Thousands of Missourians received an alarming email from their utility company last month: Unless federal regulators allowed a new natural gas pipeline in the region to keep operating, as many as 400,000 St. Louis residents could be without heat this winter.
The message came from Spire Missouri Inc., a natural gas utility serving some 1.2 million customers in Missouri.
"The level of panic was something I had not seen," said Dawn Chapman, a St. Louis resident and co-founder of Just Moms STL, a group that educates people about Superfund waste sites in the area.
Missouri Representative Cori Bush called on the Federal Energy Regulatory Commission, or FERC, to investigate the nature of Spire's claims. "I am gravely concerned that Spire Inc. may be actively weaponizing the fears of our community members," she wrote in a November 17 letter, "many of whom are low-income individuals, families with small children, and older adults — for their own personal gain and profit."
Spire's warning to its customers – and the resulting panic – is the latest in a long-running saga over the controversial 65-mile-long Spire STL pipeline.
In 2018, FERC granted Spire permission to build a new pipeline capable of carrying 400,000 dekatherms of natural gas everyday. The route would connect the Rockies Express Pipeline in southwest Illinois to the St. Louis area. Construction finished and the pipeline went online a year later.
But in 2020, the nonprofit Environmental Defense Fund, or EDF, filed a lawsuit against FERC for authorizing the project. It argued that FERC granted permission without the legally-required proof that a new pipeline was needed and beneficial for the region. There were already five natural gas pipelines serving the St. Louis area, some of which were carrying Spire's natural gas.
The pipeline's construction ultimately cost $287 million. Normally, pipelines must show market demand before construction. Evidence for market demand is usually shown through multiple contracts or agreements with utilities that are interested in utilizing the pipeline. But in the case of the STL project, their only contract was, and is, with their own affiliate, Spire Missouri.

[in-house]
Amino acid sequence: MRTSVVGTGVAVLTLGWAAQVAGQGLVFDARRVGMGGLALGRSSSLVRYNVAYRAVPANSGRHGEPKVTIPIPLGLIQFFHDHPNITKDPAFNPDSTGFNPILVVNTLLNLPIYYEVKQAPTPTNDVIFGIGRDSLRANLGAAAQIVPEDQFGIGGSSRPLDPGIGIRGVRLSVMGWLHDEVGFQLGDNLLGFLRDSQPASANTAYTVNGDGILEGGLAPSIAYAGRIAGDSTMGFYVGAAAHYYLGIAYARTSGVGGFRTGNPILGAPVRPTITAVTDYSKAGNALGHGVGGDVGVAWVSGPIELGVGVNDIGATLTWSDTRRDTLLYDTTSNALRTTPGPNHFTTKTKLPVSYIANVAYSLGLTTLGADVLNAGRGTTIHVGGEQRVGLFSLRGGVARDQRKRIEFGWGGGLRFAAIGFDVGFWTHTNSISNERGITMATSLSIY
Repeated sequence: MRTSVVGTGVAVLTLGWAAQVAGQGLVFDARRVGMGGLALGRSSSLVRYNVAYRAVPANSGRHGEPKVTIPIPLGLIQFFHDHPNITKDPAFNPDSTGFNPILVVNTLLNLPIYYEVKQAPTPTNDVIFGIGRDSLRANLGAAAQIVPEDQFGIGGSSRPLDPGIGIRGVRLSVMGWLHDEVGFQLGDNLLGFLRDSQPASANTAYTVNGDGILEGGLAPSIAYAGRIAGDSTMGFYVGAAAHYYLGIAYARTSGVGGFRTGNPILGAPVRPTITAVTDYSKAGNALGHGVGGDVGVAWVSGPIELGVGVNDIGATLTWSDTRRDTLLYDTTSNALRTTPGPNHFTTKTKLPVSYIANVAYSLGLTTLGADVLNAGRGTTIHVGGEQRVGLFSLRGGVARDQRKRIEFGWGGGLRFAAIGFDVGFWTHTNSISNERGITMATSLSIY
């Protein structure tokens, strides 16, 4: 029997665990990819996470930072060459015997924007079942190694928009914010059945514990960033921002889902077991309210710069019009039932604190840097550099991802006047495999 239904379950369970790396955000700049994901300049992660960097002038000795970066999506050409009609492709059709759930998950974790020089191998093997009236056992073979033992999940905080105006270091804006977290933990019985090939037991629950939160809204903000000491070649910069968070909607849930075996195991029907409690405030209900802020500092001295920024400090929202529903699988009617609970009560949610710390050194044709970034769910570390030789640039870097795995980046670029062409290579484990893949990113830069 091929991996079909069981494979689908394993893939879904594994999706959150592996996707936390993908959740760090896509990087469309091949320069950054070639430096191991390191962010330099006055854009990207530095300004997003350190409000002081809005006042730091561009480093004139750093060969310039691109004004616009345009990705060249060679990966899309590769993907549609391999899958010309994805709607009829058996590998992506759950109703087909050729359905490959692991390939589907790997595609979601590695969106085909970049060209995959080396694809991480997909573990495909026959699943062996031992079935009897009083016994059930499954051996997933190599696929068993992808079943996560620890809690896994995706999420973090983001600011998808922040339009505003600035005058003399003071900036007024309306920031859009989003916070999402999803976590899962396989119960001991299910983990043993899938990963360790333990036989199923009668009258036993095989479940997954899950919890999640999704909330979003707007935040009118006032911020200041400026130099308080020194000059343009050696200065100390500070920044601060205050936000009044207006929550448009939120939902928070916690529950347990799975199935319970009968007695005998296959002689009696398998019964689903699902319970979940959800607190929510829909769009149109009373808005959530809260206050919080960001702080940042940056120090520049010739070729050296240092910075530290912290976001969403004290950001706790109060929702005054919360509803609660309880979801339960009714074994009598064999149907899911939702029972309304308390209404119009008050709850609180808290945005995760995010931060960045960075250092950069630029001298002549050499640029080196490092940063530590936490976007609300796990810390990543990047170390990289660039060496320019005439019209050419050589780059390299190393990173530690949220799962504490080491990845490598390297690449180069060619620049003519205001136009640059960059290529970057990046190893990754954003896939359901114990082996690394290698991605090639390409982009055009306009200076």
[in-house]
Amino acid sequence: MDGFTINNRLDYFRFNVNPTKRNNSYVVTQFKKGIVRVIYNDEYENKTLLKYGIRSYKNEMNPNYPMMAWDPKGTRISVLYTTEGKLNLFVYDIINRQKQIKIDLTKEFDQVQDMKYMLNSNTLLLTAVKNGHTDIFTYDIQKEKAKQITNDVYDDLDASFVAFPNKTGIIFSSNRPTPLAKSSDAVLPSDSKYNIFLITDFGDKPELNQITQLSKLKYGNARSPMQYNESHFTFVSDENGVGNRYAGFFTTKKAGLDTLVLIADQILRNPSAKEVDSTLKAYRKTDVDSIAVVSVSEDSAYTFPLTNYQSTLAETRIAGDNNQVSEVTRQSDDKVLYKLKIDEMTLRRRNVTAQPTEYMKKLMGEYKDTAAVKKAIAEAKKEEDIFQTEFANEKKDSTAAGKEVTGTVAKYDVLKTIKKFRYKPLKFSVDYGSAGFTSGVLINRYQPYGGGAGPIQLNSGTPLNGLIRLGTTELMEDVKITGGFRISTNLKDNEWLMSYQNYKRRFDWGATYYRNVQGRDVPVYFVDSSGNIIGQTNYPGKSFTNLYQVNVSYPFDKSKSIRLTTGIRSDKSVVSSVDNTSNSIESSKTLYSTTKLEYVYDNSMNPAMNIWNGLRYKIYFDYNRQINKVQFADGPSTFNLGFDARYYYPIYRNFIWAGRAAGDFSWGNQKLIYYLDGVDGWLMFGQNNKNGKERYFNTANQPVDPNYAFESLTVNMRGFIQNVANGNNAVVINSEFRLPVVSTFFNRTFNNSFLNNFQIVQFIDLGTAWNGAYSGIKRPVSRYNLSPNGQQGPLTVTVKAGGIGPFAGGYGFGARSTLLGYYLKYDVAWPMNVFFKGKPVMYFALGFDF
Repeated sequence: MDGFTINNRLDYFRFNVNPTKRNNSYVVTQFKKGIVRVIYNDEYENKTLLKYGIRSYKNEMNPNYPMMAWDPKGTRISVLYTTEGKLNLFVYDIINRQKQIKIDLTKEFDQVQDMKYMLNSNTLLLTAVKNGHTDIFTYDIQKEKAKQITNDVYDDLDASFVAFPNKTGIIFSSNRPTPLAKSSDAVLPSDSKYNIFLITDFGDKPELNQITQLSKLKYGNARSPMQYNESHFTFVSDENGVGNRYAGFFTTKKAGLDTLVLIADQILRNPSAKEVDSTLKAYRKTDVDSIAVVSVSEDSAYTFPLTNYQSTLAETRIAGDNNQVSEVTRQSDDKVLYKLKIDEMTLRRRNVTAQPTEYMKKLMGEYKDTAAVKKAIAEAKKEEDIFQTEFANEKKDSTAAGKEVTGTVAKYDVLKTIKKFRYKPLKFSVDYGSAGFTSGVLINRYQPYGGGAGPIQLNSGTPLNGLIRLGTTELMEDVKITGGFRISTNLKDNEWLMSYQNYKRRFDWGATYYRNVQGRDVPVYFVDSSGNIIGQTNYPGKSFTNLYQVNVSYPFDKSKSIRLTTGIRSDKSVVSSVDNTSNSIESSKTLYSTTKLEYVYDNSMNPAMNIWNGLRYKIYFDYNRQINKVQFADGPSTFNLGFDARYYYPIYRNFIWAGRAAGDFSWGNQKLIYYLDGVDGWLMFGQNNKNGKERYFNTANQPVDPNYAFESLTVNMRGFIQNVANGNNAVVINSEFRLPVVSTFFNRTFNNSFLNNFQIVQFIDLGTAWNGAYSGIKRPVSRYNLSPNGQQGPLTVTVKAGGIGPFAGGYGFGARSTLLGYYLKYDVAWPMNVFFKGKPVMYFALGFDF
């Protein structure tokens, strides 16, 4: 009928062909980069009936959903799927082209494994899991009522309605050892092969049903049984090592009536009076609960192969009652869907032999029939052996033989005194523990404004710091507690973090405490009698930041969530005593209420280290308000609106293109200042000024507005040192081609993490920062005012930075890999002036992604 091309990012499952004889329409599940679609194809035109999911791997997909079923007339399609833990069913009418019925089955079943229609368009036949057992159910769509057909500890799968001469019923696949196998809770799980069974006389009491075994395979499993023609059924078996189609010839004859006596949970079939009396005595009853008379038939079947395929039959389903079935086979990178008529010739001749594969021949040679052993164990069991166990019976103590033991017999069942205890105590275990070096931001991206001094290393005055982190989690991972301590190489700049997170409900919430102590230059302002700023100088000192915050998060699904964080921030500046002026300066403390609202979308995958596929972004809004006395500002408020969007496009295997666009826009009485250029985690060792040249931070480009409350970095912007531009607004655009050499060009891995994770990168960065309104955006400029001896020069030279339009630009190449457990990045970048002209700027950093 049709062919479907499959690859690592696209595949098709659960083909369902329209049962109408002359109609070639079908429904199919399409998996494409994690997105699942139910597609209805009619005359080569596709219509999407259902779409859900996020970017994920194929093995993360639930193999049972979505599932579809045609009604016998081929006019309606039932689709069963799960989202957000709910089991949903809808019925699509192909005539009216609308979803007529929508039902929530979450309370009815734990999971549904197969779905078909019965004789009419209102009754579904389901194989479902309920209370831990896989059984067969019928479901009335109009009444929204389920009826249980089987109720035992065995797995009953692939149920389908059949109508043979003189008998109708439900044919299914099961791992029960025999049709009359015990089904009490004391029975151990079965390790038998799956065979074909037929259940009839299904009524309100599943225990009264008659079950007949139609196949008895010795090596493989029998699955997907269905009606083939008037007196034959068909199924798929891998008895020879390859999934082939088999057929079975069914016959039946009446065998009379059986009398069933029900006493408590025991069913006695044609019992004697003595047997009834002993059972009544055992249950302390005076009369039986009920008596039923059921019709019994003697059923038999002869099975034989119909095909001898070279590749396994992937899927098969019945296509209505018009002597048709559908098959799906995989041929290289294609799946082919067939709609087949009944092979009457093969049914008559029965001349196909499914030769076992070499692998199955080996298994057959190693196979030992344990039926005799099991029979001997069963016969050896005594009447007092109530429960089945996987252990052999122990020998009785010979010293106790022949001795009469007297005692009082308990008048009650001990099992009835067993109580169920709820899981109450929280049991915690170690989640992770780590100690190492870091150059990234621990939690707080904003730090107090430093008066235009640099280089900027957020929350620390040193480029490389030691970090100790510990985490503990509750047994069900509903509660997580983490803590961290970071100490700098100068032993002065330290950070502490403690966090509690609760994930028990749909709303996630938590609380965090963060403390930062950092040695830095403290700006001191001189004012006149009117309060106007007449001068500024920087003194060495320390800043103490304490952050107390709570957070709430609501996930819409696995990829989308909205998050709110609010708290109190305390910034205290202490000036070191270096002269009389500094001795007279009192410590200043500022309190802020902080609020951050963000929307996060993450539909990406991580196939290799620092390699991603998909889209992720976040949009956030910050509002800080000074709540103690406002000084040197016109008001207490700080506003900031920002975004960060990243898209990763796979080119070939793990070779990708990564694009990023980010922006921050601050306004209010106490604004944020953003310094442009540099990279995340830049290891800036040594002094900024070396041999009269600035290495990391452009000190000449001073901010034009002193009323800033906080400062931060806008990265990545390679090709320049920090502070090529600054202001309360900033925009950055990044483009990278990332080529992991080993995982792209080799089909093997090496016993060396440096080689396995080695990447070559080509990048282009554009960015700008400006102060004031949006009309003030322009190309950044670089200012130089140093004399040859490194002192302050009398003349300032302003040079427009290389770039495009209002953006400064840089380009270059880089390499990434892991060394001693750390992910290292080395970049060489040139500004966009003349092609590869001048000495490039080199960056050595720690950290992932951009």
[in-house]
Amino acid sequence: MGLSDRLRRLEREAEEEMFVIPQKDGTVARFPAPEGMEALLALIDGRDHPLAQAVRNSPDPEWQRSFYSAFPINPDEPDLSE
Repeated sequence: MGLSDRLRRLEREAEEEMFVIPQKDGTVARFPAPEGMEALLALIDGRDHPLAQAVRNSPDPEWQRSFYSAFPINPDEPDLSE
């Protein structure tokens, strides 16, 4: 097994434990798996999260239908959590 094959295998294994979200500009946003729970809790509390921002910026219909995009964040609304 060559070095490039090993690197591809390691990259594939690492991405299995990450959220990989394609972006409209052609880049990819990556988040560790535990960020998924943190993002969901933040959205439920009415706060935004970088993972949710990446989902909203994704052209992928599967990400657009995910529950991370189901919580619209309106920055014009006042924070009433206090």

"This is an unprecedented situation, because it's not a typical relationship for a gas utility to have – one hand shaking the other, with an affiliate company that builds a pipeline that solely serves that gas utility," Murphy told Grist.
"If a pipeline is genuinely needed to serve a market, there's going to be broader interest in signing up for capacity on the pipeline."
The lawsuit also argued that FERC's authorization of the pipeline depended on there being no negative consequences for landowners along its path. By law, Spire was required to restore land after construction and minimize disruption to the communities, which Murphy said, "has absolutely not happened." EDF is representing several clients in court who have lost farmable land to the project.
The U.S. Court of Appeals ruled in favor of EDF in June 2021, and ordered Spire to close the pipeline. The company was granted a 90-day extension to keep operating, during which time they were supposed to come up with a backup plan.
Instead, Spire emailed their customers in early November about potential shutoffs. Several weeks later, on November 30, the company increased gas prices for all of its customers. Those in St. Louis saw their bills jump by approximately $14 per month. Spire attributes the increase to below-market natural gas rates in 2021, not the pipeline fight.
But environmental advocates and politicians are saying Spire is fear-mongering to gain support for its pipeline.
"They are scaring people into defending their now-illegal pipeline," said Michael Berg, political director of the Sierra Club Missouri Chapter.
Chapman said there's a lot of mistrust in the community now. "They [increased gas prices] on top of a level of panic that they already had created."
The court had ordered the pipeline to shut down by December 13. But on December 3, FERC decided to grant a temporary extension on Spire's operating permit to get through the winter months.
Jason Merrill, director of communications at Spire, told Grist that if the STL pipeline had been shut down this December, the company made a contingency plan to transport its gas via other pipelines, though equal to just one-fourth of the gas transported by STL every day. "There was some capacity that did exist in the market, but it does not come close to the 350,000 dekatherms per day that the Spire STL pipeline brings into the region," he said.
Berg from the Sierra Club says that Spire could have easily had a contract with Enable MRT, another pipeline that services St. Louis, for half of the cost of the current one.
According to an email sent to utility customers by the president of Spire Missouri, Scott Carter, the company is now focused on securing a new, permanent operating certificate for the pipeline.
"This is part of a broad base campaign by the gas industry to [build] as much infrastructure as they can, as quickly as they can," said Berg, "before the large-scale transition away from gas really takes off."